Language in the LOL age

Versatile actor Manoj Bajpayee talks about his apprehensions concerning language, especially in an era where words are endlessly modified.

The language of the younger generation today has a brashness that comes with living in an urban set-up. Technology too has overpowered language and reduced real-life conversations among humans, decaying the very art of sharing words.

But oblivious to this very art, millennials are cutting short their sentences and words, and losing touch with a conduit of culture — their mother tongue. With more than 70 people packed in a cosy space in a library, Junoon — a stage for theatre, invited visitors to ponder over an aspect crucial to communication — language. Curated by Mumbai local — Journey with Language had the versatile actor Manoj Bajpayee expressing his distress over the evolution of day-to-day language.

One of his biggest concerns was his daughter’s updated language. “I am wondering how do I teach my daughter to say ‘it is alright papa, rather than it’s cool’,” he laughs.

Delving into history, the Satya actor mentioned how the Urdu language was used for official interactions even after partition.

“Languages have been exchanged between the two borders and that’s the reason we have Hindi and Urdu. As far as English is concerned, it is because India has a history with Englishmen,” he says.

At the same time he raised concerns over the new language fad — Hinglish. “What is Hinglish? Where has it come from? People don’t even speak right Hinglish, because it’s not a language, it’s an excuse. And why can’t we teach our kids the Hindi language?” he asks.

And soon, the actor’s concern shifted to the lack of language awareness in the field of performing arts. Manoj is aghast at the lack of knowledge about language and it’s diminishing importance in an area where it is of great relevance.

“I am surprised to see that the cinema and theatre fraternities too are struggling to have sound language,” he rues. Adding that even when a language is modified or styled according to a character, “For that too, one needs to know the language to be able to depict a character accurately.”

Even though he has grown up speaking Bhojpuri, Manoj asserts that he can still catch incorrectly spoken English. “Excuse me, but I don’t get to hear good English either,” he says firmly. The actor who has worked hard polishing his Hindi and English adds, “That is because I love language.”

Presenting the audience with examples of well-spoken individuals, he praised politician Shashi Tharoor and actor Ashutosh Rana for their command over English and Hindi. “Their languages sound like archives and you can go on listening to them. They are very thorough with language,” he gushes.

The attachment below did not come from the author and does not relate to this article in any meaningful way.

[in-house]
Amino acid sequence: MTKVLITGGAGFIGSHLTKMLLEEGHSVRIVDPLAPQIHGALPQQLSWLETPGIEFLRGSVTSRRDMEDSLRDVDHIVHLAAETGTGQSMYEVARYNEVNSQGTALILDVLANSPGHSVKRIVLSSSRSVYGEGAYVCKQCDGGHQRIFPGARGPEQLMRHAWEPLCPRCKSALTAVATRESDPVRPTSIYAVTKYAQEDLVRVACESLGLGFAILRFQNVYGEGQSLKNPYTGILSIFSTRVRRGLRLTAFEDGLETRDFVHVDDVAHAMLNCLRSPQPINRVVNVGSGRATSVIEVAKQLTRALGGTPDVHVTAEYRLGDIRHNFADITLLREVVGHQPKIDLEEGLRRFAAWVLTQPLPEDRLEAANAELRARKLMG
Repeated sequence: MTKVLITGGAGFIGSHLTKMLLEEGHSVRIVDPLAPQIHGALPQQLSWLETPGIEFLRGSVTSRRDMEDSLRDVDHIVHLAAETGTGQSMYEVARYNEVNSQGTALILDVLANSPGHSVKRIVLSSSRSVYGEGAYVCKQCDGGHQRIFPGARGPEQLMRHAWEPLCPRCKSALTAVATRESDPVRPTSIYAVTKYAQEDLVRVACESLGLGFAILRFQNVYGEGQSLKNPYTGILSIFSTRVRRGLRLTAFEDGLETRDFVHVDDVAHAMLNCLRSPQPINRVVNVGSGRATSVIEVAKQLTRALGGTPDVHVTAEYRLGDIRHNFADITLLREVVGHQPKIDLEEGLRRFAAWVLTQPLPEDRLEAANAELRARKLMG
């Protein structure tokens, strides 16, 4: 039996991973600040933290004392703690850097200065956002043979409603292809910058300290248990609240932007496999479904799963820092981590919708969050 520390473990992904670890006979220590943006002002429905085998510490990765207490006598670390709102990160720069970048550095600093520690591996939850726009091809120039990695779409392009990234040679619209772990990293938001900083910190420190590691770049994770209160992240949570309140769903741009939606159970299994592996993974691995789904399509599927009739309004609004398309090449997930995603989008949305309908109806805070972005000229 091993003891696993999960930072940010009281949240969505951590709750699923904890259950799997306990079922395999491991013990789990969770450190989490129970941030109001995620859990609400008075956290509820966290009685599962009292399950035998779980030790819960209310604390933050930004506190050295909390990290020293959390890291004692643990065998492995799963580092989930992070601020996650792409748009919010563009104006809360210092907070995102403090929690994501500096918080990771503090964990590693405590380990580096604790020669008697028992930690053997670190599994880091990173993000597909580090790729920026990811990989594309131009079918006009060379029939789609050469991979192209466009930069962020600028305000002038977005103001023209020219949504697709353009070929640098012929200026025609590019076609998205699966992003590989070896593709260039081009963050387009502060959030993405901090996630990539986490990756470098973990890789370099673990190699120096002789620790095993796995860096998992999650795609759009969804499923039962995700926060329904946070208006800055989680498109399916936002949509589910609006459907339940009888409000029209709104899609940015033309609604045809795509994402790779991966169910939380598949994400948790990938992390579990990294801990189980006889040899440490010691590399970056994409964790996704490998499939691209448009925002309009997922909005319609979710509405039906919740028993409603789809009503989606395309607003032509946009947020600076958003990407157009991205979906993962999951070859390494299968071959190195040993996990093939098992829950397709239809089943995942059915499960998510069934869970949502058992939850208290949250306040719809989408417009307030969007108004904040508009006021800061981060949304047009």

When someone from the audience pointed out how written language too is missing its roots, Manoj blamed it on technology. He is of the opinion that technology has improved information gathering, but has stunted communication.

“When we don’t have a dialogue, where are we going to use those words? We have stopped worrying about our broken language,” he claims. Narrating an incident, the actor shares how he was shown the door in many theatrical productions because of his dialect and accent.

“It’s good that happened, because it challenged me to put in more efforts to learn and improve. But now, people have stopped demanding excellence,” he says. Interrupting the actor, a senior citizen expressed his concern for people who can’t write a certain language but can speak it well, to which the actor said, “I believe one should have a thorough grasp over the language one operates in.” Talking about his trysts with the new-age lingo and acronyms he encounters daily, Manoj jokes, “There was no LOL (Laughing out loud), but basic language when I started speaking. It took me long to understand the meaning of LOL and I’m afraid these acronyms will one day become part of literature.”

At the end of the session, when the actor was asked if parents could do their bit to inculcate in children a value for language and culture, the actor said, “I want to teach my daughter to respect every language. I will help her deal with the challenges she faces while learning every language, including Hindi,” he concludes.

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